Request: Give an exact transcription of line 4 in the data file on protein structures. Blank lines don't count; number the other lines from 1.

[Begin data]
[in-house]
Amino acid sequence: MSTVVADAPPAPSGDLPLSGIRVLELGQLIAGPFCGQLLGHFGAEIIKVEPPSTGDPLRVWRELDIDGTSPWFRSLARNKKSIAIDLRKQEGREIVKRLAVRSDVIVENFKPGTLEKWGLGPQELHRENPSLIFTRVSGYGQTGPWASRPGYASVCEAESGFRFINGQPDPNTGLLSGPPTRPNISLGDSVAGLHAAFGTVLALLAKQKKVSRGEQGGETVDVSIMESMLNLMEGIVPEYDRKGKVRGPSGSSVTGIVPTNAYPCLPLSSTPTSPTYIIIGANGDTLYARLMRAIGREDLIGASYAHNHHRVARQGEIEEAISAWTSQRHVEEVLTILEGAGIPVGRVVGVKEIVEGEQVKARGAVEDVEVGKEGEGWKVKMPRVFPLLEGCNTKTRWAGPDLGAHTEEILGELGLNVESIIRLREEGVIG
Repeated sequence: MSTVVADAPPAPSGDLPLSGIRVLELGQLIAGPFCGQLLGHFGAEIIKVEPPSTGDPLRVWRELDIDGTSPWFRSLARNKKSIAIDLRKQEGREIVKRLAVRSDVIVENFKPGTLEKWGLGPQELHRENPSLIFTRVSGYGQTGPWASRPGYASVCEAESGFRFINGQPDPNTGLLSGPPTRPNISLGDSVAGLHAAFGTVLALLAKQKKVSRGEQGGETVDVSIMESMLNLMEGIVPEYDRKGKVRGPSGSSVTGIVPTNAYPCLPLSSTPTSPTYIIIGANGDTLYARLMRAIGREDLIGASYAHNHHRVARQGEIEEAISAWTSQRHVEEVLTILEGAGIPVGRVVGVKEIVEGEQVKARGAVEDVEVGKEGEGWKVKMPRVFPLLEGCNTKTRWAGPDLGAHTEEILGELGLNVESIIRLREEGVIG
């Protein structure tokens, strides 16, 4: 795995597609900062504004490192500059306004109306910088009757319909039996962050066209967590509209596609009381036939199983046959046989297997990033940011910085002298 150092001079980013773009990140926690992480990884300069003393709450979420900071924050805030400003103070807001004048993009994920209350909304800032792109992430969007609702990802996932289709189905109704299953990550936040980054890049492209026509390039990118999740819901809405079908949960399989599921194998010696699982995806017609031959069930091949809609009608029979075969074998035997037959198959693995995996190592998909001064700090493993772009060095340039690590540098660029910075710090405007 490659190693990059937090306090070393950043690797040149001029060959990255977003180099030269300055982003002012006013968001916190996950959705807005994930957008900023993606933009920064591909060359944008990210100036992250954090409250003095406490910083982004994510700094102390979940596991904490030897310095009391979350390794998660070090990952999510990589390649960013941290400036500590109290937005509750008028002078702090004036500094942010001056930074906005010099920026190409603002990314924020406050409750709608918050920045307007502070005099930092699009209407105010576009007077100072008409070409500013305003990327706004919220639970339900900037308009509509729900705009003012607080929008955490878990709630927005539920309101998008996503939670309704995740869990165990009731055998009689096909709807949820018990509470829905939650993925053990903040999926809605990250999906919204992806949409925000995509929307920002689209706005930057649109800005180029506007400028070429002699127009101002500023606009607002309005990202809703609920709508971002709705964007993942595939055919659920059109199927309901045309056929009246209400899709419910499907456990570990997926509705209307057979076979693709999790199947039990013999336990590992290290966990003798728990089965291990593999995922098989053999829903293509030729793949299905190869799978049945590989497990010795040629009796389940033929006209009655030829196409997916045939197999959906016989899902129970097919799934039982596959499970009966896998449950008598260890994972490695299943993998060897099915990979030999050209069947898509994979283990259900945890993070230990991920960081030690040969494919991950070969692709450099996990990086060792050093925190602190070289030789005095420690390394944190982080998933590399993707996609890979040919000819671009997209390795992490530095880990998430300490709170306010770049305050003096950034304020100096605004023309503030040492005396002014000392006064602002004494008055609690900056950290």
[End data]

């Protein structure tokens, strides 16, 4: 795995597609900062504004490192500059306004109306910088009757319909039996962050066209967590509209596609009381036939199983046959046989297997990033940011910085002298 150092001079980013773009990140926690992480990884300069003393709450979420900071924050805030400003103070807001004048993009994920209350909304800032792109992430969007609702990802996932289709189905109704299953990550936040980054890049492209026509390039990118999740819901809405079908949960399989599921194998010696699982995806017609031959069930091949809609009608029979075969074998035997037959198959693995995996190592998909001064700090493993772009060095340039690590540098660029910075710090405007 490659190693990059937090306090070393950043690797040149001029060959990255977003180099030269300055982003002012006013968001916190996950959705807005994930957008900023993606933009920064591909060359944008990210100036992250954090409250003095406490910083982004994510700094102390979940596991904490030897310095009391979350390794998660070090990952999510990589390649960013941290400036500590109290937005509750008028002078702090004036500094942010001056930074906005010099920026190409603002990314924020406050409750709608918050920045307007502070005099930092699009209407105010576009007077100072008409070409500013305003990327706004919220639970339900900037308009509509729900705009003012607080929008955490878990709630927005539920309101998008996503939670309704995740869990165990009731055998009689096909709807949820018990509470829905939650993925053990903040999926809605990250999906919204992806949409925000995509929307920002689209706005930057649109800005180029506007400028070429002699127009101002500023606009607002309005990202809703609920709508971002709705964007993942595939055919659920059109199927309901045309056929009246209400899709419910499907456990570990997926509705209307057979076979693709999790199947039990013999336990590992290290966990003798728990089965291990593999995922098989053999829903293509030729793949299905190869799978049945590989497990010795040629009796389940033929006209009655030829196409997916045939197999959906016989899902129970097919799934039982596959499970009966896998449950008598260890994972490695299943993998060897099915990979030999050209069947898509994979283990259900945890993070230990991920960081030690040969494919991950070969692709450099996990990086060792050093925190602190070289030789005095420690390394944190982080998933590399993707996609890979040919000819671009997209390795992490530095880990998430300490709170306010770049305050003096950034304020100096605004023309503030040492005396002014000392006064602002004494008055609690900056950290």